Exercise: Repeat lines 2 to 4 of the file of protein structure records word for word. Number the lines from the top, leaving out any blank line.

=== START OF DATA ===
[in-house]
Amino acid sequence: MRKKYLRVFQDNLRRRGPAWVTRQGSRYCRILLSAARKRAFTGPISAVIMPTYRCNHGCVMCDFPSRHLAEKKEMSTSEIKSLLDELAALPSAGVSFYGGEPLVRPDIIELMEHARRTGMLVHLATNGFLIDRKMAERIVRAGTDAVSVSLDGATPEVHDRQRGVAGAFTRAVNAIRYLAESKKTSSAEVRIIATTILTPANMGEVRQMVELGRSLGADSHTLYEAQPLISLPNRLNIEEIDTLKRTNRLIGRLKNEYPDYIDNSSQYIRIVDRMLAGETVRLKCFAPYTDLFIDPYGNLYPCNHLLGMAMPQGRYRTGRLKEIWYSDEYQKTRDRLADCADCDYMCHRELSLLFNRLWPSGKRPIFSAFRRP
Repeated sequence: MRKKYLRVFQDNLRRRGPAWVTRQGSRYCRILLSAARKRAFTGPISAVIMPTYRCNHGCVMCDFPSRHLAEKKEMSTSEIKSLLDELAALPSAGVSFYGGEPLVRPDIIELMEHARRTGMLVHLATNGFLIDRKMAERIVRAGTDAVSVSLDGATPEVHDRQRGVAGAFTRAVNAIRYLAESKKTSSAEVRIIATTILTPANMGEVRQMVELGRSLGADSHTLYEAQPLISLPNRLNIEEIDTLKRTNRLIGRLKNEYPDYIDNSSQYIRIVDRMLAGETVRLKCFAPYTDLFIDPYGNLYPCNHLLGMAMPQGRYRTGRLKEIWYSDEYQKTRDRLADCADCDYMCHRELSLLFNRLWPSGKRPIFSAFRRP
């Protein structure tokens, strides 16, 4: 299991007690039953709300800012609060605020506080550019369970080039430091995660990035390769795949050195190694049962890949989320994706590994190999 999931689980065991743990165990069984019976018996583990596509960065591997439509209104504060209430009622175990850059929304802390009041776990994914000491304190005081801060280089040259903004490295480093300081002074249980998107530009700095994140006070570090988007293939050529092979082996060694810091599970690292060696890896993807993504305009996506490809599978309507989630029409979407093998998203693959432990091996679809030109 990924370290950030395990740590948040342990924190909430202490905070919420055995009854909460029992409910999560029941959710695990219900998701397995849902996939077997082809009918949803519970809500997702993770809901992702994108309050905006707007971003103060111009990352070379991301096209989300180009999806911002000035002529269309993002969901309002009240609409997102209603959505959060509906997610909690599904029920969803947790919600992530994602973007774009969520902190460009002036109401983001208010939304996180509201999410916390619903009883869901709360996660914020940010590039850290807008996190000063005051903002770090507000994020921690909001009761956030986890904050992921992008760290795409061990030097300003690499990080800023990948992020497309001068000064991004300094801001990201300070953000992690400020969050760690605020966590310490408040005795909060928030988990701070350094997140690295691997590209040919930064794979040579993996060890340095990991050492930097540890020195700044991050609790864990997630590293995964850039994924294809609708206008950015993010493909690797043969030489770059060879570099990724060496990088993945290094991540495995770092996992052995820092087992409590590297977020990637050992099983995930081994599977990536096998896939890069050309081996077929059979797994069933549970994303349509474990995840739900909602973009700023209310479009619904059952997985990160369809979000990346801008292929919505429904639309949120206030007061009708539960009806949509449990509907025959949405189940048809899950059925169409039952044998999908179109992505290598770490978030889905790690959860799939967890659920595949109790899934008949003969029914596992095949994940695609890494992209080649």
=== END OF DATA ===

Amino acid sequence: MRKKYLRVFQDNLRRRGPAWVTRQGSRYCRILLSAARKRAFTGPISAVIMPTYRCNHGCVMCDFPSRHLAEKKEMSTSEIKSLLDELAALPSAGVSFYGGEPLVRPDIIELMEHARRTGMLVHLATNGFLIDRKMAERIVRAGTDAVSVSLDGATPEVHDRQRGVAGAFTRAVNAIRYLAESKKTSSAEVRIIATTILTPANMGEVRQMVELGRSLGADSHTLYEAQPLISLPNRLNIEEIDTLKRTNRLIGRLKNEYPDYIDNSSQYIRIVDRMLAGETVRLKCFAPYTDLFIDPYGNLYPCNHLLGMAMPQGRYRTGRLKEIWYSDEYQKTRDRLADCADCDYMCHRELSLLFNRLWPSGKRPIFSAFRRP
Repeated sequence: MRKKYLRVFQDNLRRRGPAWVTRQGSRYCRILLSAARKRAFTGPISAVIMPTYRCNHGCVMCDFPSRHLAEKKEMSTSEIKSLLDELAALPSAGVSFYGGEPLVRPDIIELMEHARRTGMLVHLATNGFLIDRKMAERIVRAGTDAVSVSLDGATPEVHDRQRGVAGAFTRAVNAIRYLAESKKTSSAEVRIIATTILTPANMGEVRQMVELGRSLGADSHTLYEAQPLISLPNRLNIEEIDTLKRTNRLIGRLKNEYPDYIDNSSQYIRIVDRMLAGETVRLKCFAPYTDLFIDPYGNLYPCNHLLGMAMPQGRYRTGRLKEIWYSDEYQKTRDRLADCADCDYMCHRELSLLFNRLWPSGKRPIFSAFRRP
């Protein structure tokens, strides 16, 4: 299991007690039953709300800012609060605020506080550019369970080039430091995660990035390769795949050195190694049962890949989320994706590994190999 999931689980065991743990165990069984019976018996583990596509960065591997439509209104504060209430009622175990850059929304802390009041776990994914000491304190005081801060280089040259903004490295480093300081002074249980998107530009700095994140006070570090988007293939050529092979082996060694810091599970690292060696890896993807993504305009996506490809599978309507989630029409979407093998998203693959432990091996679809030109 990924370290950030395990740590948040342990924190909430202490905070919420055995009854909460029992409910999560029941959710695990219900998701397995849902996939077997082809009918949803519970809500997702993770809901992702994108309050905006707007971003103060111009990352070379991301096209989300180009999806911002000035002529269309993002969901309002009240609409997102209603959505959060509906997610909690599904029920969803947790919600992530994602973007774009969520902190460009002036109401983001208010939304996180509201999410916390619903009883869901709360996660914020940010590039850290807008996190000063005051903002770090507000994020921690909001009761956030986890904050992921992008760290795409061990030097300003690499990080800023990948992020497309001068000064991004300094801001990201300070953000992690400020969050760690605020966590310490408040005795909060928030988990701070350094997140690295691997590209040919930064794979040579993996060890340095990991050492930097540890020195700044991050609790864990997630590293995964850039994924294809609708206008950015993010493909690797043969030489770059060879570099990724060496990088993945290094991540495995770092996992052995820092087992409590590297977020990637050992099983995930081994599977990536096998896939890069050309081996077929059979797994069933549970994303349509474990995840739900909602973009700023209310479009619904059952997985990160369809979000990346801008292929919505429904639309949120206030007061009708539960009806949509449990509907025959949405189940048809899950059925169409039952044998999908179109992505290598770490978030889905790690959860799939967890659920595949109790899934008949003969029914596992095949994940695609890494992209080649």